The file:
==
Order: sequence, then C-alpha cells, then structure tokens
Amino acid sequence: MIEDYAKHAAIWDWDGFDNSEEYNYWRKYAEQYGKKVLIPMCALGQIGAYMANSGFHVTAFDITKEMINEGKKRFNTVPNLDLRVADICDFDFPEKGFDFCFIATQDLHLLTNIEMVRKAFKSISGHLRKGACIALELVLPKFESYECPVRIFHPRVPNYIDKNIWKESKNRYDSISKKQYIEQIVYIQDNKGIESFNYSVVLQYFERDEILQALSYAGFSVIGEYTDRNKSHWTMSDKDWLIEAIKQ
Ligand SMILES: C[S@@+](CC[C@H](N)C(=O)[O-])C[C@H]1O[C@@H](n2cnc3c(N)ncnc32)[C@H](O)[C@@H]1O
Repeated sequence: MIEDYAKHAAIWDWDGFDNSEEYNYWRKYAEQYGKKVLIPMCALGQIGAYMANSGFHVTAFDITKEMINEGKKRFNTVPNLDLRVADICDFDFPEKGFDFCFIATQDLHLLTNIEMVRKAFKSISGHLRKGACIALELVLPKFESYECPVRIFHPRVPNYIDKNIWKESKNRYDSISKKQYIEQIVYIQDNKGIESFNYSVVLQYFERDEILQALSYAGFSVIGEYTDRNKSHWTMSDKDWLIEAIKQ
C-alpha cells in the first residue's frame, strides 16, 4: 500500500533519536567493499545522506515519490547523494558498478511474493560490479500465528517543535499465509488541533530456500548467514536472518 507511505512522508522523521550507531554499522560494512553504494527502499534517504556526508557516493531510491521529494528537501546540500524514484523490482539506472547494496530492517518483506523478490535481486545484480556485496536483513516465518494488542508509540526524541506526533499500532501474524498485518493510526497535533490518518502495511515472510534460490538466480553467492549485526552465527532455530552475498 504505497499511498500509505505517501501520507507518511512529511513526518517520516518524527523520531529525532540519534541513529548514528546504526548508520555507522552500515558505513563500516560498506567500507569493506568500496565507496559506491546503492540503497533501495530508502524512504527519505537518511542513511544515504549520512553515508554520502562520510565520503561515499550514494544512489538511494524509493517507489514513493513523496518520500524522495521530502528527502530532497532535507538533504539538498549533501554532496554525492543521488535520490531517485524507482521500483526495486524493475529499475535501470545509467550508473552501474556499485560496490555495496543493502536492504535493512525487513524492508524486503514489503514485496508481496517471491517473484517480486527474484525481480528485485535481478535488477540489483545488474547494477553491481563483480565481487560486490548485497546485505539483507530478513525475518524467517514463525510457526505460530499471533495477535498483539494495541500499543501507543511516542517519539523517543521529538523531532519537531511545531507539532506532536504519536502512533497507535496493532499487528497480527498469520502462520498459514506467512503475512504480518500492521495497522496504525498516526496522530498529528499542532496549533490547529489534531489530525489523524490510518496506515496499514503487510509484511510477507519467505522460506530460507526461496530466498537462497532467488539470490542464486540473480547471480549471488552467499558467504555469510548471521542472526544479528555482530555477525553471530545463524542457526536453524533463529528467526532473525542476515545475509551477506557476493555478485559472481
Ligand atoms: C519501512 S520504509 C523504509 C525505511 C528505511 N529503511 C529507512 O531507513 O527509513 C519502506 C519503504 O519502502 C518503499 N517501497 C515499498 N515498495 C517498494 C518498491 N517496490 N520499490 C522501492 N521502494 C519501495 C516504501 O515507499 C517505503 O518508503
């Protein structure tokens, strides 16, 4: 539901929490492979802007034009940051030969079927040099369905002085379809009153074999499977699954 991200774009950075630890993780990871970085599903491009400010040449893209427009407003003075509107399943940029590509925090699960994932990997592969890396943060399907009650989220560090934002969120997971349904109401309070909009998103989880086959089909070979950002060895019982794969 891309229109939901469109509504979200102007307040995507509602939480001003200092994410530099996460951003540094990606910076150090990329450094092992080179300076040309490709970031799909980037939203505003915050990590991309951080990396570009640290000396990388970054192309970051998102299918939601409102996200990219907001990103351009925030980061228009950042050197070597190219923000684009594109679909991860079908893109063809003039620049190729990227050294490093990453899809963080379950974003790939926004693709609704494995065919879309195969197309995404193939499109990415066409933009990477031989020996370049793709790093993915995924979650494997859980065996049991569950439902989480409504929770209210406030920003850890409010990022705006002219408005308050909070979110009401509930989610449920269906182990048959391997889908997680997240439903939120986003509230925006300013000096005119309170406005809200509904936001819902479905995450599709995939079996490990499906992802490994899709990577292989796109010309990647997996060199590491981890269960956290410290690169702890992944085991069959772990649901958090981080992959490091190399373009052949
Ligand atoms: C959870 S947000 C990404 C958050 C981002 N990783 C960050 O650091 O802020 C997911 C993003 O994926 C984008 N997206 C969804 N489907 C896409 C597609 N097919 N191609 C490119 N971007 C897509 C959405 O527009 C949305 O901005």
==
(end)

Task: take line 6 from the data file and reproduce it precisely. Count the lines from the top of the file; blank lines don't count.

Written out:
Ligand atoms: C519501512 S520504509 C523504509 C525505511 C528505511 N529503511 C529507512 O531507513 O527509513 C519502506 C519503504 O519502502 C518503499 N517501497 C515499498 N515498495 C517498494 C518498491 N517496490 N520499490 C522501492 N521502494 C519501495 C516504501 O515507499 C517505503 O518508503